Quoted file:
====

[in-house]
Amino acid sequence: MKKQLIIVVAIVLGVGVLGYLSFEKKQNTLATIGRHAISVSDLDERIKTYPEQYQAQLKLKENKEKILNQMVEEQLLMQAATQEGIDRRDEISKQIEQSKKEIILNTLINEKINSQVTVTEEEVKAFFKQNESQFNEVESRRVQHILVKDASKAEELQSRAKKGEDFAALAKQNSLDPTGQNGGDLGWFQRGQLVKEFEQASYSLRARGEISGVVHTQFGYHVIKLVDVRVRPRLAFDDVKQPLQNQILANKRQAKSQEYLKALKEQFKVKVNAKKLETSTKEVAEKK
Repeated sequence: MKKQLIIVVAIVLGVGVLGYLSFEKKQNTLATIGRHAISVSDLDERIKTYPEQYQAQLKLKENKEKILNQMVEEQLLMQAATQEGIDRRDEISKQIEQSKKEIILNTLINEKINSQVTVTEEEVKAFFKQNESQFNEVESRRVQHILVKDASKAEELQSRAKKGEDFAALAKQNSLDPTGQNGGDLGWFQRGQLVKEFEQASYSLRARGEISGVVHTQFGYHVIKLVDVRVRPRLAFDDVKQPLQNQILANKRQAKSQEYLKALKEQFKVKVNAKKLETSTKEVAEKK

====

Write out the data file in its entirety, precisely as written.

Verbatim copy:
[in-house]
Amino acid sequence: MKKQLIIVVAIVLGVGVLGYLSFEKKQNTLATIGRHAISVSDLDERIKTYPEQYQAQLKLKENKEKILNQMVEEQLLMQAATQEGIDRRDEISKQIEQSKKEIILNTLINEKINSQVTVTEEEVKAFFKQNESQFNEVESRRVQHILVKDASKAEELQSRAKKGEDFAALAKQNSLDPTGQNGGDLGWFQRGQLVKEFEQASYSLRARGEISGVVHTQFGYHVIKLVDVRVRPRLAFDDVKQPLQNQILANKRQAKSQEYLKALKEQFKVKVNAKKLETSTKEVAEKK
Repeated sequence: MKKQLIIVVAIVLGVGVLGYLSFEKKQNTLATIGRHAISVSDLDERIKTYPEQYQAQLKLKENKEKILNQMVEEQLLMQAATQEGIDRRDEISKQIEQSKKEIILNTLINEKINSQVTVTEEEVKAFFKQNESQFNEVESRRVQHILVKDASKAEELQSRAKKGEDFAALAKQNSLDPTGQNGGDLGWFQRGQLVKEFEQASYSLRARGEISGVVHTQFGYHVIKLVDVRVRPRLAFDDVKQPLQNQILANKRQAKSQEYLKALKEQFKVKVNAKKLETSTKEVAEKK